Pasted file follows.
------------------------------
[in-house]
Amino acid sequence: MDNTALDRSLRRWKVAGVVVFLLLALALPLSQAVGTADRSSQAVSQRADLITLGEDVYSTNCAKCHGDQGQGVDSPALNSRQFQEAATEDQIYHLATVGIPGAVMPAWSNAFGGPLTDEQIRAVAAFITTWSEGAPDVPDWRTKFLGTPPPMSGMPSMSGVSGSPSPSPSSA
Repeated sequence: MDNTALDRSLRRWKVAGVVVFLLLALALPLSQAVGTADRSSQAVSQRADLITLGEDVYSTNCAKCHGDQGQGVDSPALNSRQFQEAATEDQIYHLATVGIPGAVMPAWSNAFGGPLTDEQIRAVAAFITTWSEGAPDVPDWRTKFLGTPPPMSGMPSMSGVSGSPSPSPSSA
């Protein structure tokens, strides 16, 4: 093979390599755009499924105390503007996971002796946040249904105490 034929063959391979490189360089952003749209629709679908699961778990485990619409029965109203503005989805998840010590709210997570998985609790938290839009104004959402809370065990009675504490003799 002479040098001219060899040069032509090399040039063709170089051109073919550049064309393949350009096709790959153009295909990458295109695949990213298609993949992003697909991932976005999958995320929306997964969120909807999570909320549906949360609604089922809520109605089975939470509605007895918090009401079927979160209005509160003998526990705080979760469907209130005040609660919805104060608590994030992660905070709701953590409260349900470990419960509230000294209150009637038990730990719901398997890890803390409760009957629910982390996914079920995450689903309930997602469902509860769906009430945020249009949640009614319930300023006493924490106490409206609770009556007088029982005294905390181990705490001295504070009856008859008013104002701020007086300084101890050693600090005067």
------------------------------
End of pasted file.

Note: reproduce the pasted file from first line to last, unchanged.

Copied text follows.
[in-house]
Amino acid sequence: MDNTALDRSLRRWKVAGVVVFLLLALALPLSQAVGTADRSSQAVSQRADLITLGEDVYSTNCAKCHGDQGQGVDSPALNSRQFQEAATEDQIYHLATVGIPGAVMPAWSNAFGGPLTDEQIRAVAAFITTWSEGAPDVPDWRTKFLGTPPPMSGMPSMSGVSGSPSPSPSSA
Repeated sequence: MDNTALDRSLRRWKVAGVVVFLLLALALPLSQAVGTADRSSQAVSQRADLITLGEDVYSTNCAKCHGDQGQGVDSPALNSRQFQEAATEDQIYHLATVGIPGAVMPAWSNAFGGPLTDEQIRAVAAFITTWSEGAPDVPDWRTKFLGTPPPMSGMPSMSGVSGSPSPSPSSA
């Protein structure tokens, strides 16, 4: 093979390599755009499924105390503007996971002796946040249904105490 034929063959391979490189360089952003749209629709679908699961778990485990619409029965109203503005989805998840010590709210997570998985609790938290839009104004959402809370065990009675504490003799 002479040098001219060899040069032509090399040039063709170089051109073919550049064309393949350009096709790959153009295909990458295109695949990213298609993949992003697909991932976005999958995320929306997964969120909807999570909320549906949360609604089922809520109605089975939470509605007895918090009401079927979160209005509160003998526990705080979760469907209130005040609660919805104060608590994030992660905070709701953590409260349900470990419960509230000294209150009637038990730990719901398997890890803390409760009957629910982390996914079920995450689903309930997602469902509860769906009430945020249009949640009614319930300023006493924490106490409206609770009556007088029982005294905390181990705490001295504070009856008859008013104002701020007086300084101890050693600090005067």